Cultural Notice: Black History Month

Kyla Kamugu '21, Contributing Writer

It is that time of year when love is in the air and the whole month has been dedicated to love and the history of black people. Happy Black History Month! It is a way for society to say that we have this time and this time only to celebrate who we are and all we have been through–with their permission, of course, and with a sugar coating.

It is honestly sickening to see the kind of stagnance our society is perpetuating when it comes to equality. Black people are still dying and there is still police brutality. Hence,there is no reason to celebrate.

Society fights for the equality of women, but when it comes to giving the same kind of protection every normal human being is supposed to be afforded, why are there still 64,000 black women missing? The fight for LGBTQ+ rights is a beautiful movement, buy can anyone answer why out of the 22 transgender people who were killed last year, 18 of them were black trans women?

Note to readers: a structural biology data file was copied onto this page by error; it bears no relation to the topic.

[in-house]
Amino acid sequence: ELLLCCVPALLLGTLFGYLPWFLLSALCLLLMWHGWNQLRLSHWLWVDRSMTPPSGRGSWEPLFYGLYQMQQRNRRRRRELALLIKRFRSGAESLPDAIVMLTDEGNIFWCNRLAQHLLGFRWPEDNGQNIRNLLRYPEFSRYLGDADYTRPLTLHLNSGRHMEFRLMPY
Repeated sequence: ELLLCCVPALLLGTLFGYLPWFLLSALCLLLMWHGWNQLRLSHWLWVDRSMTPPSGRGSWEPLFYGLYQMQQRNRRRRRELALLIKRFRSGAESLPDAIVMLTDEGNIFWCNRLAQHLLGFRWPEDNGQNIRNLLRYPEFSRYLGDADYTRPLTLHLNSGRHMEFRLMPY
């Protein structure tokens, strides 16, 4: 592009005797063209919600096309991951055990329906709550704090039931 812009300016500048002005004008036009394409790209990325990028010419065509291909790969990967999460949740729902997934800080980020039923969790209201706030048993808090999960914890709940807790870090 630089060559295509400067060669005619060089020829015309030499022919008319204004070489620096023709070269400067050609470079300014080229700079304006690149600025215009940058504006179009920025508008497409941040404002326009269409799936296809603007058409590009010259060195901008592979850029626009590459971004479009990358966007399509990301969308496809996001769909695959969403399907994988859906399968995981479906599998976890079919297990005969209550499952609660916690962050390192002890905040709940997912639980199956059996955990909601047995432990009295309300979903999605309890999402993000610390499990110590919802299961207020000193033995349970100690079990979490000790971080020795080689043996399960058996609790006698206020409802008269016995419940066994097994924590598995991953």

Should black people keep living in this constant cycle of saying the same thing as time moves on and squeeze everything into one month? All the way from the motherland in slave ships, including those who were stolen then thrown off board, to those shot by police officers blinded by color–is there room for all those names that society refuses to mention in one month? Is there room for all the sisters and brothers out there whose names have just become chants that grow meaningless over time–as society has silenced their families and made their cases turn cold?

Champions of freedom like Malcom X, Harriet Tubman, Rosa Parks and Martin Lurther King did not sacrifice their lives so that we can take four weeks to celebrate. The perception that most people have of the change in society is just a facade that society has to make their unfair treatment of black people look fair and make the majority groups look like victims.

I believe that Black History can’t be celebrated in only one month, its too rich for that.